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A Brief Review on the Overview on Immunology of COVID-19: Current State of the Research

Journal: International Journal of Science and Research (IJSR) (Vol.9, No. 11)

Publication Date:

Authors : ;

Page : 216-222

Keywords : Immune response; interferons; toll-like receptors; innate immunity; placebo;

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After the attack of Influenza (Flu) in1918 which later turned pandemic, the world is again facing a similar situation. Although, the advancement in medical science has made it possible to identify that the novel infectious agent is from the coronaviridae family. Rapid genome sequencing by various groups helped in identifying the structure and function of the virus, its immunogenicity in diverse populations, and potential preventive measures. Coronavirus attacks the respiratory system to be more specific it attacks ACE2 receptors, causing pneumonia and lymphopenia in maximum infected individuals. Viral subunits like spike and nucleocapsid proteins trigger an immune response in the host which eliminate the virus. These viral antigens can be either recognized by the B cells or by MHC complexes to the T-cells, resulting in antibody production, increased in cytokine secretion, and cytolytic activity in the acute phase of infection. Genetic polymorphism in MHC enables it to present some of the T-cell surface very well over the other MHC alleles. The association of MHC alleles and its downregulated expression has been correlated with disease severity against influenza and coronaviruses. Studies have reported that infected individuals can, after recovery, induce strong protective responses by generating a memory T-cell pool against SARS-CoV and MERS-CoV. These memory T-cells were not persistent in the long term and, upon reactivation, caused local damage due to cross-reactivity. So far, the reports suggest that SARS-CoV-2, which is highly contagious, shows related symptoms in three different stages and develops an exhaustive T-cell pool at higher loads of viral infection. As there are no specific treatments available for this novel coronavirus, numerous small molecular drugs that are being used for the treatment of diseases like SARS, MERS, HIV, ebola, malaria, and tuberculosis are being given to COVID-19 patients, and clinical trials for many such drugs have already begun.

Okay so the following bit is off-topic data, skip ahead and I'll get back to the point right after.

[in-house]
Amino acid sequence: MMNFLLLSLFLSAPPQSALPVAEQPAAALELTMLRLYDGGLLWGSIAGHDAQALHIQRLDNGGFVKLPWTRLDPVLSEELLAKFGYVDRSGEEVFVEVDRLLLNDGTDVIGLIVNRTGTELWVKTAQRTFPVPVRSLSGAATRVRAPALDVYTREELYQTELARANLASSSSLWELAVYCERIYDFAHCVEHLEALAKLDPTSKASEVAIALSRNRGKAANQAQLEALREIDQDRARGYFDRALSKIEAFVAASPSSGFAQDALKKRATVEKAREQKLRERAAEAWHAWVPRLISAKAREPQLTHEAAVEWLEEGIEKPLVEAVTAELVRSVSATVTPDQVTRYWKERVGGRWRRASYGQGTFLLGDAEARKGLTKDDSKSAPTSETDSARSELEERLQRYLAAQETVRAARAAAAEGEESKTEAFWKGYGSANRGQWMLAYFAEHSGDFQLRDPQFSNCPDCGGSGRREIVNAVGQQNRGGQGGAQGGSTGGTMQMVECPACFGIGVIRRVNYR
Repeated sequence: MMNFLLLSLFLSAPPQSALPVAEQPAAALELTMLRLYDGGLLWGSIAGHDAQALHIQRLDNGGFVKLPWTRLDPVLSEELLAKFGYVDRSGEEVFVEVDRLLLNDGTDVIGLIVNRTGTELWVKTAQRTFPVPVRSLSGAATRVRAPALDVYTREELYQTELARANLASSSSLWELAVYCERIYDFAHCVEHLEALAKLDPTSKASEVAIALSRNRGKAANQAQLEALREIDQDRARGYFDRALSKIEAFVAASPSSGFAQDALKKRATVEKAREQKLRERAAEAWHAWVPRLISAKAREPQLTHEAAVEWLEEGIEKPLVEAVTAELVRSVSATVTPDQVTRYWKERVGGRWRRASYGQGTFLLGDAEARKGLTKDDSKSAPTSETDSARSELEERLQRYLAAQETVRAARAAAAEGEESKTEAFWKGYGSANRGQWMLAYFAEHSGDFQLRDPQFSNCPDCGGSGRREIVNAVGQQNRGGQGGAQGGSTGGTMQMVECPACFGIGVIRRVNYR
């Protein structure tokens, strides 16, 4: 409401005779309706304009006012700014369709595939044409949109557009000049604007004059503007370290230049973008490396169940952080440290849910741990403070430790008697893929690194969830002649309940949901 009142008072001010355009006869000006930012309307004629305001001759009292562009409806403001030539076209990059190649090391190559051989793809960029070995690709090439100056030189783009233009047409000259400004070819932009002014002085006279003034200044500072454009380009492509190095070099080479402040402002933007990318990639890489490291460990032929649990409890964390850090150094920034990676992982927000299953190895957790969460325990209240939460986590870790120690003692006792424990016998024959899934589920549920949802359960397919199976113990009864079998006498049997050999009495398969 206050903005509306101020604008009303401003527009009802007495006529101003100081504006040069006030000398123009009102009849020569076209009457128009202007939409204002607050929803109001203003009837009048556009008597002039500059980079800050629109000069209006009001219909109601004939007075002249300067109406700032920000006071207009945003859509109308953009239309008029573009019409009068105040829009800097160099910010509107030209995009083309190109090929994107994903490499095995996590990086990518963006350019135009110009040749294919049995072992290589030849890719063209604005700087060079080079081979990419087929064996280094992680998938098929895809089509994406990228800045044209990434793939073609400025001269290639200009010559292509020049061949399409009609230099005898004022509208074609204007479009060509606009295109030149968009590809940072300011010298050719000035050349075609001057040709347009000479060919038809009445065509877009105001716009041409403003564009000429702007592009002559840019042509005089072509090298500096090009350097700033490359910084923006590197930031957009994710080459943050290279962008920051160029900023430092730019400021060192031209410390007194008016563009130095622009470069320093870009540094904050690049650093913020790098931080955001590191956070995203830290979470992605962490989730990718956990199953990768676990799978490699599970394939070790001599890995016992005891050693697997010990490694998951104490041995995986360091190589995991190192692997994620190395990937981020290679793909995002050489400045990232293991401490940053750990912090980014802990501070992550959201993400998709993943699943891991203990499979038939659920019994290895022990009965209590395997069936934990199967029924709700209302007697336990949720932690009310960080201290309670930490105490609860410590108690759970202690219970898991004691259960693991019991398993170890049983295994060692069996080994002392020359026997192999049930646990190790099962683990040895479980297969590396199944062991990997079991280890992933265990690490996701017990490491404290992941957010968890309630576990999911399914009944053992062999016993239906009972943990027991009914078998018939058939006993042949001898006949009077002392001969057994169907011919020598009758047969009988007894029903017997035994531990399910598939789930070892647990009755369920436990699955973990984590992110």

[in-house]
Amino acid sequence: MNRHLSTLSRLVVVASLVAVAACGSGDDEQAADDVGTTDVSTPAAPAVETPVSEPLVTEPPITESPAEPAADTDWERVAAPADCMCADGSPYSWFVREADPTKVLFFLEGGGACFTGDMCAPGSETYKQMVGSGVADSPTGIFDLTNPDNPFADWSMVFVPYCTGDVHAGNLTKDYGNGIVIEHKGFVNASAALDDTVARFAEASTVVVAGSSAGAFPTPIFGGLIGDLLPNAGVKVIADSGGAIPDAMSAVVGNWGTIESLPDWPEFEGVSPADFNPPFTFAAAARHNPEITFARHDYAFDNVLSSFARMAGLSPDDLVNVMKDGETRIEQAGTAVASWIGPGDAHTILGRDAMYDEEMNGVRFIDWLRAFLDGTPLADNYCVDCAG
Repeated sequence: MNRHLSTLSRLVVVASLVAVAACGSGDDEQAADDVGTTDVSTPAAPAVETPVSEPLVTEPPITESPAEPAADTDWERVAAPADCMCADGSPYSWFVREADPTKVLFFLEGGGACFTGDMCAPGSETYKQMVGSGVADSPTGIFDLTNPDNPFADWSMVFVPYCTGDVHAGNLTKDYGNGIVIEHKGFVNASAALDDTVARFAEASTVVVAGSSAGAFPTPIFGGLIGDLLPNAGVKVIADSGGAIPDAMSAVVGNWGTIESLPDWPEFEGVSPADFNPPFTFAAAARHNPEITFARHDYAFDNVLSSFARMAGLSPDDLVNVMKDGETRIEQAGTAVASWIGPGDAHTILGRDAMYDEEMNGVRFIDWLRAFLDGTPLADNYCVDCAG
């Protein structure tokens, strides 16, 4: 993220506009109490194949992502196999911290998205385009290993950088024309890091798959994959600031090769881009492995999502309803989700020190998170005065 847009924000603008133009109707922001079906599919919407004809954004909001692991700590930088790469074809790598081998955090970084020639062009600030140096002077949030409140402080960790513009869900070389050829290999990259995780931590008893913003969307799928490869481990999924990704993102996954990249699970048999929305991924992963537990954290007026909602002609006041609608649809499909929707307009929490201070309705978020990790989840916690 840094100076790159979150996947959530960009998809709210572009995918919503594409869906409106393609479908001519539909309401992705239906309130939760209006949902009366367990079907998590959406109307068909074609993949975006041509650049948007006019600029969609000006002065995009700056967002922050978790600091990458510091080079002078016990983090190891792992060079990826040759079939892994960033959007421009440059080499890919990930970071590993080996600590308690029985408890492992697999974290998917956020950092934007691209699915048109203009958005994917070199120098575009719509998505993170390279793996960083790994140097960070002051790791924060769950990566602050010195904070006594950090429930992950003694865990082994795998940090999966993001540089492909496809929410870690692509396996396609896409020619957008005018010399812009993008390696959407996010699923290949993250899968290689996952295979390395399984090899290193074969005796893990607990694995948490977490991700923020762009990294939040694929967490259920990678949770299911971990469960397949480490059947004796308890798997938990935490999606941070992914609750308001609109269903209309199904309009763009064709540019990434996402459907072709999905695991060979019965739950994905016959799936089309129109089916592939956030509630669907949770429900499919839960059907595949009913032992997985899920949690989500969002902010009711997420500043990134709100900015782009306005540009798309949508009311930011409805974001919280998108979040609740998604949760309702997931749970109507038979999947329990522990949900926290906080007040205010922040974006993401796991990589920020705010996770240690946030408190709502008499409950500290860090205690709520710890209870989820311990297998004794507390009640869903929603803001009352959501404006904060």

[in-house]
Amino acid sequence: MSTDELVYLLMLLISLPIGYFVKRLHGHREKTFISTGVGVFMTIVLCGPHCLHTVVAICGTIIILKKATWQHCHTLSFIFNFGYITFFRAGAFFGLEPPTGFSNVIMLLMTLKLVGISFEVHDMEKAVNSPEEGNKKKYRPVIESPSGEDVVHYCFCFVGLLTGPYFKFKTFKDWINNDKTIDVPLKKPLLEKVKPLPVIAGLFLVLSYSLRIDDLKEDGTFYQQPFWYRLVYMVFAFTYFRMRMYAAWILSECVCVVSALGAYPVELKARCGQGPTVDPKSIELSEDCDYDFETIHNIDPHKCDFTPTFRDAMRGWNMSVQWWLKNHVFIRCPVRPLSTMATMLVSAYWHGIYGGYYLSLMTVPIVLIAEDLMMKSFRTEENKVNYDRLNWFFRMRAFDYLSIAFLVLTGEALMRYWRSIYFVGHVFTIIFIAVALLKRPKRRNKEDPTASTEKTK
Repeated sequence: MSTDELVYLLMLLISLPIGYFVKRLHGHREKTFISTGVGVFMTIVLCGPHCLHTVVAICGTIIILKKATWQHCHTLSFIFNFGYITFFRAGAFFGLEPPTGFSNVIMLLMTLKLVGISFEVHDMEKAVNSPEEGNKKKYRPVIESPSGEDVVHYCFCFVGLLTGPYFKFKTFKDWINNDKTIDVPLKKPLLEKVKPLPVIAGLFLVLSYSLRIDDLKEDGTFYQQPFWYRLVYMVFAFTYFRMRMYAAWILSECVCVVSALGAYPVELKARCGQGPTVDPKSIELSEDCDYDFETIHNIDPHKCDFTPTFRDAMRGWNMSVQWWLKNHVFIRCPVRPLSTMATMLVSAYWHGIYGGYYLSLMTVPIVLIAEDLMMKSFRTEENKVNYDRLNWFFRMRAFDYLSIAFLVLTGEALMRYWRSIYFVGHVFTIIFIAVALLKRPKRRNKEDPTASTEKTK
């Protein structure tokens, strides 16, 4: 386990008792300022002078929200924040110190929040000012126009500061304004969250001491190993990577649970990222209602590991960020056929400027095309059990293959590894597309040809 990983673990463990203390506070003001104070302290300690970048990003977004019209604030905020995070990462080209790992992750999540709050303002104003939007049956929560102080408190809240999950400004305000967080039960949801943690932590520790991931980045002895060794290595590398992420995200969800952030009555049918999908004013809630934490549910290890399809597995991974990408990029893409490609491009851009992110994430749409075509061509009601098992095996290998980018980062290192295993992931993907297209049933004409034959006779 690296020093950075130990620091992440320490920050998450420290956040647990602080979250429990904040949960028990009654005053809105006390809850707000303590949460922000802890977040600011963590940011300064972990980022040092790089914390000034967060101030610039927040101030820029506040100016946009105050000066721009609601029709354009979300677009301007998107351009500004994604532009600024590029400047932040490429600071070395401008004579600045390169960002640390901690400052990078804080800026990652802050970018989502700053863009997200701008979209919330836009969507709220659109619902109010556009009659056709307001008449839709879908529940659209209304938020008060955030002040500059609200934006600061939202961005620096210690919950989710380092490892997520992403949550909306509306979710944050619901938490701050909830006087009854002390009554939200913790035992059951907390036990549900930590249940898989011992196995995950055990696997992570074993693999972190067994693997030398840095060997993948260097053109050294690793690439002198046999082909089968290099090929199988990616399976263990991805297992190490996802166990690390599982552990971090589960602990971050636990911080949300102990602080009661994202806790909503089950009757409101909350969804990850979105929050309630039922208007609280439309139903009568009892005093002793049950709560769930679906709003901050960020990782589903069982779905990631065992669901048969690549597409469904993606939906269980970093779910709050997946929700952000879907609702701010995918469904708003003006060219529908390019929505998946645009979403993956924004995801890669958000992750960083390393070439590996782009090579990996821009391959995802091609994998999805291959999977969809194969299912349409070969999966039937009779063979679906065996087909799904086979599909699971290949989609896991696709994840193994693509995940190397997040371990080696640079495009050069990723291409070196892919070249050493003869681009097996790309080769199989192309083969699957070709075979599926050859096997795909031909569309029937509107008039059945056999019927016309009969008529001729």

Last modified: 2021-06-28 17:16:04